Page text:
Another variety of high society

Baltimore Glimpses

December 11, 1990|By GILBERT SANDLER

IT IS A NIGHT of taffeta and tuxedos, soft music, champagne, corsages, polite introductions and warm embraces. Everywhere, young women and young men of college age, accompanied by their parents, are seated at tables and talking; others are dancing.

This a "coming out" party in Baltimore during the Christmas season in the 1920s. The children of wealthier families are being introduced to one another. This elegant exercise in high society has the mood and ambience of the cotillions white Baltimoreans can read about in The Sunday Sun. The difference here is that this one is black.

"It was called the Half Century Ball," according to Elizabeth McCard Shipley, a 1928 graduate of Smith College. "It took that name because the families invited into membership were members of the Half Century Club." Shipley recalls that many of the young men and women at the ball were students of Harvard, Radcliffe, Oberlin, Wellesley and Smith. The ball had the appearance of white Baltimore society's Bachelor's Cotillion.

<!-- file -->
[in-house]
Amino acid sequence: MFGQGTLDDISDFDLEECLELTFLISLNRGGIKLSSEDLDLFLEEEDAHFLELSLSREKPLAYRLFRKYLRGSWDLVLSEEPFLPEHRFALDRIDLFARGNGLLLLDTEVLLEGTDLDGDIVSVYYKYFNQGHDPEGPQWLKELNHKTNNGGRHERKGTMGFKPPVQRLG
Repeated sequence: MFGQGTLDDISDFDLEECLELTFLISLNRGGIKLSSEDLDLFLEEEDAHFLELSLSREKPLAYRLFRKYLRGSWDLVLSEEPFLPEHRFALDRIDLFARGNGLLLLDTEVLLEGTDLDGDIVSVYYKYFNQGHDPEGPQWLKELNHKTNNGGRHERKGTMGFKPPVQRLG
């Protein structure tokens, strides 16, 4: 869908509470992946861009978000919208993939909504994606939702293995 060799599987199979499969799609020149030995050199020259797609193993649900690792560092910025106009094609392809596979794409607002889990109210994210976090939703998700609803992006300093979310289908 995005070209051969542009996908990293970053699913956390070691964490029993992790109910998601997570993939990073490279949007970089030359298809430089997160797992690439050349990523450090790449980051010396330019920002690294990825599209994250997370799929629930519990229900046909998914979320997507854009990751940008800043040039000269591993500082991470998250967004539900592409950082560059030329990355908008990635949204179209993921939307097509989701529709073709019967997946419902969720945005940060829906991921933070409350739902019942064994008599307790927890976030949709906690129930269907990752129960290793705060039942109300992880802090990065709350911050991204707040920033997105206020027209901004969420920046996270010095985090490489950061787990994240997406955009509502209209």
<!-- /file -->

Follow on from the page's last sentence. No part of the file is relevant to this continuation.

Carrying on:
Because none of the downtown hotels -- the Emerson, the Southern, the Lord Baltimore -- were open to blacks, the Half Century balls were held at either the Odd Fellows Hall (McCulloh and Lanvale) or the Elks Club (McMechen and Madison).

The families in the membership of the now-defunct Half Century Club included the Hawkins, Wrights, Youngs, Masons, McCards, Fitzgeralds. They were professionals for the most part -- doctors, lawyers, educators. Many were graduates of Howard and Lincoln universities in addition to colleges in the Ivy League and "Seven Sisters." Many of the families in the club lived in the area of Druid Hill Avenue near North Avenue.

Jessie Fitzgerald Lemon, a 1938 Wellesley graduate, recalls hearing about the traditional ceremony at the Half Century Ball. "First, the father would dance with his daughter, in an exclusively father-daughter dance. Then, the young men would be invited to cut in, and there would be a young people's dance. Then, the fathers and mothers would join as couples, and all -- daughters and partners and parents -- would dance together. It was the VTC loveliest of occasions and in the best of taste."

The grand days of the Half Century Ball are gone; the last ball was held in the early 1930s. "The Depression was partly responsible," Shipley says.

"But black society, like white, was in turmoil, and the young people were in . . . rebellion against the idea of class. They have long rejected the idea as elitist."

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